This is your future

Published on June 27, 2014
Nalcor CEO Ed Martin says although costs of the Muskrat Falls hydroelectric project have increased by $800 million, it’s still the lowest cost option.  — Photo by Rhonda Hayward/The Telegram

And now for some news that’s completely beyond your control. Starting next week, Newfoundland ratepayers will see their power bills rise by an average of two per cent. That’s an annual adjustment announced around this time every year.
But that pales in comparison to the sledgehammer we’re going to get hit with when Muskrat Falls comes on stream in a few years.

On Thursday, Nalcor Energy released its long awaited (and oft postponed) new estimates for the cost of constructing the Labrador hydro project.

The grand total: about $7 billion, up about $800 million from the previous estimate. (That’s for this province’s portion; the Maritime Link is Nova Scotia’s contribution.)

Now, given the wild estimates thrown around by increasingly vocal critics of the project — some suggesting up to $8 billion, $10 billion and even more — Nalcor’s number should come as a relief, assuming you accept it at face value. Everyone knew the cost was going up. Less than a billion almost seems like we dodged a bullet.

Nalcor boss Ed Martin told reporters Thursday that about 90 per cent of the contracts for the project have been awarded. That means there’s little left other than productivity to jack up the costs further. And they still expect to get it done on time, by 2017.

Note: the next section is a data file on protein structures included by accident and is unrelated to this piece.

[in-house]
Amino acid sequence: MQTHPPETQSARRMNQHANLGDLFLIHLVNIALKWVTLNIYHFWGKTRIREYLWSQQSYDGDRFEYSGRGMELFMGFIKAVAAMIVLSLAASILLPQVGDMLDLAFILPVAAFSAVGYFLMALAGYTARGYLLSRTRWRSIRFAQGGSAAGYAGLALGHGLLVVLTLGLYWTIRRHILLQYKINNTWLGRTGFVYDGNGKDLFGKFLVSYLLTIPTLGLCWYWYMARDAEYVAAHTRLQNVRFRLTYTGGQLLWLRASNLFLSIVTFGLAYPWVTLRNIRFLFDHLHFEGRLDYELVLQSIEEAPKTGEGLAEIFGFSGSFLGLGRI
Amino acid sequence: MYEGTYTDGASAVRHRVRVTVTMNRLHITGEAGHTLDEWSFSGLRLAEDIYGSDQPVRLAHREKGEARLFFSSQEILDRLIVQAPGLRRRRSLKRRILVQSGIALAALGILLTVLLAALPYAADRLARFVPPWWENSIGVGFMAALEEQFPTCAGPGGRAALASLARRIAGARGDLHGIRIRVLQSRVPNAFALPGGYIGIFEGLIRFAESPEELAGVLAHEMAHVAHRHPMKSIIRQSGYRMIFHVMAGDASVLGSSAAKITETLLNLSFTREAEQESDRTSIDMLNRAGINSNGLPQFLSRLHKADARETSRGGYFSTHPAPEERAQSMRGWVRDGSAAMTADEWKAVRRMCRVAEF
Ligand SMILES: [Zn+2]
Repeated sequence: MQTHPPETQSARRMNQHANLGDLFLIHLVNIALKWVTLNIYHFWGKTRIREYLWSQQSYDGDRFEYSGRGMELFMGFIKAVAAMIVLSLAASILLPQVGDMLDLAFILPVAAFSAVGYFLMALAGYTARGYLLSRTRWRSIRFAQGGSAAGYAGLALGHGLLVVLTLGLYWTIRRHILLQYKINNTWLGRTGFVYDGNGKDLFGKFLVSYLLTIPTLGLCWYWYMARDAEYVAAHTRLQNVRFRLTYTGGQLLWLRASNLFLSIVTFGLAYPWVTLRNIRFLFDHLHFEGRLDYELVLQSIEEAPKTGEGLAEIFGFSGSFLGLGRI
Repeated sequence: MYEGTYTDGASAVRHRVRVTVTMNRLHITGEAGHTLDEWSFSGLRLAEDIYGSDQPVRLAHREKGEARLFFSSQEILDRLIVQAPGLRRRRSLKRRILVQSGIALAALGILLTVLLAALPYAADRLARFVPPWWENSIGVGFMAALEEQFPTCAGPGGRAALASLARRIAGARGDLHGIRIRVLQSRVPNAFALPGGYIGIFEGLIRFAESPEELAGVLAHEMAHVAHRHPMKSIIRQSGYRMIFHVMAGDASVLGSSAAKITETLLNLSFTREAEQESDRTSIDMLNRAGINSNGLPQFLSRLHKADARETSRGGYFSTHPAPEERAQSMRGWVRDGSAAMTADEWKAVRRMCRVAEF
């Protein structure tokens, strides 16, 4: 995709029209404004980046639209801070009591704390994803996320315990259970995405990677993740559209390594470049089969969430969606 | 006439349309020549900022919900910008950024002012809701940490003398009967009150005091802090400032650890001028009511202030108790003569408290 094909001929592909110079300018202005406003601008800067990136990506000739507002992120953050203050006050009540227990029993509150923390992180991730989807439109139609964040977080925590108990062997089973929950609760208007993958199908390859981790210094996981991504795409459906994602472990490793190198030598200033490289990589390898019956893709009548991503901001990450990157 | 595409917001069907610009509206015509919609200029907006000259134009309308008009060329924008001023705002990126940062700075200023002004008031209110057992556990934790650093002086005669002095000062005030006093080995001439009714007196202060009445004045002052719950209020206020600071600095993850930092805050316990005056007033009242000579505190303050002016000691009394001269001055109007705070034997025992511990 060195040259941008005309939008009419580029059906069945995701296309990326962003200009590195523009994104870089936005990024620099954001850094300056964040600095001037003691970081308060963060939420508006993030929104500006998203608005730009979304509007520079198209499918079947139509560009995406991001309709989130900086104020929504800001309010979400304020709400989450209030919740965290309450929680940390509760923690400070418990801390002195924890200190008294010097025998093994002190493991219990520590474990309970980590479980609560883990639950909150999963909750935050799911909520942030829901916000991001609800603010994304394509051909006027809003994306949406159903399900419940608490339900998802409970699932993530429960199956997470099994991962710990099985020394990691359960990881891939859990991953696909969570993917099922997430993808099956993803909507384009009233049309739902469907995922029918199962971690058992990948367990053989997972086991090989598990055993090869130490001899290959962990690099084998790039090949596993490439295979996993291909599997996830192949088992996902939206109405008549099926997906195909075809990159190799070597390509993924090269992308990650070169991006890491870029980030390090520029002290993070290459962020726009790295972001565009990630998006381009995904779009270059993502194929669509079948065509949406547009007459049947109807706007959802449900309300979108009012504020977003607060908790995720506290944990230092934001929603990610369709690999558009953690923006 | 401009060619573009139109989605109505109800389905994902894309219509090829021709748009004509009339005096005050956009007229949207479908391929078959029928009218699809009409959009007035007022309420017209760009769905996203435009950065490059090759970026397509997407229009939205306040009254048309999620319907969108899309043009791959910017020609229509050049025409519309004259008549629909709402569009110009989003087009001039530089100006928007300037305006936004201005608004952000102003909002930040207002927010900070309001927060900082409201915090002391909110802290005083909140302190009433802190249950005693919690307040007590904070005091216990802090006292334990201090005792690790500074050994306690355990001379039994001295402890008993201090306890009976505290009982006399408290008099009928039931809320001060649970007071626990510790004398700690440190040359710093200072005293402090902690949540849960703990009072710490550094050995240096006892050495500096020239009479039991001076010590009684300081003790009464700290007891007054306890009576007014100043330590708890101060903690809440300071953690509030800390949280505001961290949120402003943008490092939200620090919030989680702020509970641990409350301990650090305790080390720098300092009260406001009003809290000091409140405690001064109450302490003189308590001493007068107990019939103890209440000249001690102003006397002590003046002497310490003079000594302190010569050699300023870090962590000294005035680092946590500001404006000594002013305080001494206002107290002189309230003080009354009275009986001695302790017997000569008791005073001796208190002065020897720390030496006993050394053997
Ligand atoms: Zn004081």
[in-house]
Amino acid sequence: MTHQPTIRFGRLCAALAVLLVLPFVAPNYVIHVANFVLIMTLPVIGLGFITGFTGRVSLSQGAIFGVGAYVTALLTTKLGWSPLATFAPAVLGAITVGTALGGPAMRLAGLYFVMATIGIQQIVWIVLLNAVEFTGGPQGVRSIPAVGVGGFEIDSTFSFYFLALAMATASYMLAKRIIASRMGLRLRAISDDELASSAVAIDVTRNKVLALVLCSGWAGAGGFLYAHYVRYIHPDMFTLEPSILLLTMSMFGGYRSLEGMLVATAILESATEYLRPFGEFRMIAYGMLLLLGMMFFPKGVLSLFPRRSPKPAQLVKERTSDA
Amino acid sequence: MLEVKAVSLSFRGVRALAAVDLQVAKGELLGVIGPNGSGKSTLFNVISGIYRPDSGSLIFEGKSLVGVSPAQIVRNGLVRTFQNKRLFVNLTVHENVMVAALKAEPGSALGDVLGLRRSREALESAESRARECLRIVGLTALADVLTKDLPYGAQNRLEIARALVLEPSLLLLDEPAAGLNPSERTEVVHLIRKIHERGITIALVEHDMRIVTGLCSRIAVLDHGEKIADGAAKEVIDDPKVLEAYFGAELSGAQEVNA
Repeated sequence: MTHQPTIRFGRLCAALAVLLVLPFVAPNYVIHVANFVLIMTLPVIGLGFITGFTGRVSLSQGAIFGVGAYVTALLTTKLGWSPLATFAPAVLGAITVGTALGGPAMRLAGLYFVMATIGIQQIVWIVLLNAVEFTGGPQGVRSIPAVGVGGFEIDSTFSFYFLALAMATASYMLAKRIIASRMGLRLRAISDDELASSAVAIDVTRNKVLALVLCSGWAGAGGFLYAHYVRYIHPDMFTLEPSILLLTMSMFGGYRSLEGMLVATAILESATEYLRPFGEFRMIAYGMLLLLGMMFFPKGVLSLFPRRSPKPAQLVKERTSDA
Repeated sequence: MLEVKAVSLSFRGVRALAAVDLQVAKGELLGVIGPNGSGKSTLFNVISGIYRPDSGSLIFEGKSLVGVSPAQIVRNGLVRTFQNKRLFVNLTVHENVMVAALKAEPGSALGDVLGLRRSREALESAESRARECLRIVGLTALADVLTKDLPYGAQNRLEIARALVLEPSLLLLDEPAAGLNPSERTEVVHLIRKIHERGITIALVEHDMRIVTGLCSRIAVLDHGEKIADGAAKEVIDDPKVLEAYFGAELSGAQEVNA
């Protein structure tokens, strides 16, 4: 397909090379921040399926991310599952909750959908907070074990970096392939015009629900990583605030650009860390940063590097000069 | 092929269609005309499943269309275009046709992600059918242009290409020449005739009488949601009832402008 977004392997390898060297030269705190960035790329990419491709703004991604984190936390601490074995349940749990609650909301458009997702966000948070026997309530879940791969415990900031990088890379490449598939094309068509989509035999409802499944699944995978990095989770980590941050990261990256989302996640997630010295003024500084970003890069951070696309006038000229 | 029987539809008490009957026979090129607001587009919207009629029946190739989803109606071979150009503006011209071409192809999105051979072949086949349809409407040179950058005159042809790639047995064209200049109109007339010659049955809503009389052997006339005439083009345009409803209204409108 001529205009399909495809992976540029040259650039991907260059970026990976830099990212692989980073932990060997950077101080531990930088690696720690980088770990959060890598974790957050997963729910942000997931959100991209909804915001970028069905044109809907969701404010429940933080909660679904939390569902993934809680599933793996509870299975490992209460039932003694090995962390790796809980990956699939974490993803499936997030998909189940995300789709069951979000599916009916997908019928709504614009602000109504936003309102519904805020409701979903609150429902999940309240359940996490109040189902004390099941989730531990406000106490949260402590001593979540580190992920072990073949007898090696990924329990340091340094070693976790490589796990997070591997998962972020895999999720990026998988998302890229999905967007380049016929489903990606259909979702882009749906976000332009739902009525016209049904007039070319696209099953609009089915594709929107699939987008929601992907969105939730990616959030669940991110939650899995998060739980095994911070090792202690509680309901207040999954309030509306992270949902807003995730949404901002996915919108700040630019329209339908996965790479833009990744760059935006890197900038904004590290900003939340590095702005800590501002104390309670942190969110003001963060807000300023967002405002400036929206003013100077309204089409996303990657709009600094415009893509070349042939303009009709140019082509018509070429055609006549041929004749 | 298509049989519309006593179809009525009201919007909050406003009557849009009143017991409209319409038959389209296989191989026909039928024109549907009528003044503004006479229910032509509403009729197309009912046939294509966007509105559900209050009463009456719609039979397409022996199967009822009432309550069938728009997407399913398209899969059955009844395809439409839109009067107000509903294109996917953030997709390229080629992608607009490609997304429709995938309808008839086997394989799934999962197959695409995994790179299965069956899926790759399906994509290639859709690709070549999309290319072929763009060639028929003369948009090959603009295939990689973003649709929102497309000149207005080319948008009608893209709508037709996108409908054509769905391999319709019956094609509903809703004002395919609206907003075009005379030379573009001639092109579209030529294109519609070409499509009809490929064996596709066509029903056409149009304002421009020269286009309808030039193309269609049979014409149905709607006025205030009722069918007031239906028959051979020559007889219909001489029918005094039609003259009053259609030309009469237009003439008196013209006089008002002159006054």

This news is not good, of course; it’s just not as bad as expected. But that doesn’t mean this project is looking any less dubious as the days go on.

There are still unknowns. Nalcor plans to sell excess power across the Gulf, but will have to do so at bargain basement prices. The rise of natural gas has driven electricity prices into the dirt, and that means Newfoundlanders will pretty well have to pay for the whole shooting match through their monthly bills.

And speaking of bills, that estimate has also gone up. Martin says the average monthly bill will increase from the original $38 to $46, an average of seven per cent extra. That’s for a pretty modest monthly bill, though. It could get into hundreds of dollars a month extra for many customers.

None of this even accounts for numerous unexpected expenses Newfoundland and Labrador Hydro has encountered recently. Hundreds of millions more will have to be found to pay for proposed new line from Bay d’Espoir, as well as a new turbine for Holyrood.

In short, no matter the spin, electrical generation in this province has turned into a gaping money pit. And with the Public Utilities Board legislated out of the picture for much of it, ratepayers basically have no one to advocate for them — certainly not the government.

So, let the wailing continue, for what good it will do.

VOCM talk show host Paddy Daly probably put it best Thursday when he tweeted: “All we know for sure is that whatever you thought of (Muskrat Falls) before today’s update — you still feel exactly the same way. Right or wrong.”